An interview is an opportunity for job seekers to make a good first impression, and if they don’t, it might be the only chance they’ll ever get. Below are three interview landmines that can ruin your chances of landing you that dream job.
Failing To Do Your Homework On The Position You’re Applying For
Desperate job hunters will often apply for any position which offers good pay, without taking the time to consider the details of the job, history of the company, or whether they’re even qualified. Skilled interviewers from the HR department will often asked specific questions that only someone who has researched the company will be able to answer.
If you answer incorrectly, you can forget about being hired. Before going to a job interview you should first take the time to research the company and its history to determine if it’s the type of organization you want to work for. You should know the details of the position, including the pros and cons. Never apply for a job based purely on the salary.
Speaking Badly of Past Employers
It is common to change jobs because you didn’t like previous employers. Perhaps the work environment was unpleasant; you didn’t get along with your boss or developed other grievances. Regardless, under no circumstances should you ever bring this up during a job interview; to do so is the height of stupidity. Most interviewers are only interested in what you can do for their organization, whether or not you’re a good match.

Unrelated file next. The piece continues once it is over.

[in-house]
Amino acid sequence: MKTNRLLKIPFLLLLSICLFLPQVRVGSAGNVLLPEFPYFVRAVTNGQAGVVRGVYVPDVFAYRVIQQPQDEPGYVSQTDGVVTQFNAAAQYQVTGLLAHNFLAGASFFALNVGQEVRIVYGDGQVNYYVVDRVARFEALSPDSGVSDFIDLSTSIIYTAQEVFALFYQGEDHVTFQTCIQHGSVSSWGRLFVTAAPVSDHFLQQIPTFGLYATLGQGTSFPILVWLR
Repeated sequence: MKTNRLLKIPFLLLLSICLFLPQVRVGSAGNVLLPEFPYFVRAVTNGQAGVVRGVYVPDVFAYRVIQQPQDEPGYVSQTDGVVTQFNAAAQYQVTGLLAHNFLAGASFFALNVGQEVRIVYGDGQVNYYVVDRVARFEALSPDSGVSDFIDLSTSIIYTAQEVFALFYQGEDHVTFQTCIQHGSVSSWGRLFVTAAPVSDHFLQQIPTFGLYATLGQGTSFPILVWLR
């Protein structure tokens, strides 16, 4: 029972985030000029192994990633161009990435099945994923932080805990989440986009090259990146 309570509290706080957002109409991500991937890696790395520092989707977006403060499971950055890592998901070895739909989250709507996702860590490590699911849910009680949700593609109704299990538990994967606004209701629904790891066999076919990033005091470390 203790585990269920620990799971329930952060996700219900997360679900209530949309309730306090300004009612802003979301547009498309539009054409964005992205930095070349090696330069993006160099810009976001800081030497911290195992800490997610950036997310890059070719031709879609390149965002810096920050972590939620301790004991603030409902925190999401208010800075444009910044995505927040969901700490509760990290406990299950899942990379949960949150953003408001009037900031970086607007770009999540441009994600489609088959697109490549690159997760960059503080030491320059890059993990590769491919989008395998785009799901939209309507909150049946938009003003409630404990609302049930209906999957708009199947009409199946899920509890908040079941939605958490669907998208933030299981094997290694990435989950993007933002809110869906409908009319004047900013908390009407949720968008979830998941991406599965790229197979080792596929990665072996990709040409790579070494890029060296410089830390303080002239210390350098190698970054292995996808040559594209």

Bringing up past grievances creates unnecessary negativity which will reflect badly on you even if the grievances are warranted. Sometimes interviewers will ask you why you left your previous job; if it is because you didn’t like your boss, avoid revealing it. Instead, let them know that you were looking for a fresh start or you were attracted to their company due to their strong growth or great products and services.
Being Too Talkative Or Too Quiet
Great attention should be paid to how one speaks during a job interview. Speaking too much increases the chance of saying something foolish, while speaking too little may arouse suspicion. The best and simplest approach is to only speak when a question is asked and to keep it brief without rambling or ranting. Speak clearly and concisely, using proper English and avoiding any type of slang.
Avoid the usage of acronyms unless you’re absolutely sure the interviewer knows what they mean. Don’t speak too low or too loud and never interrupt the interviewer while they are speaking. Always take a brief moment to think about what you’re going to stay before you say it.
All in all, these are the three major mistakes which cause people to fail interviews. Taking the time to learn about the job and company you want to work for, not speaking badly about past employers and controlling your manner of speaking will go a long ways to elevate you above the pack. Asking the interviewer questions which show you’ve researched their firm is another great way to impress.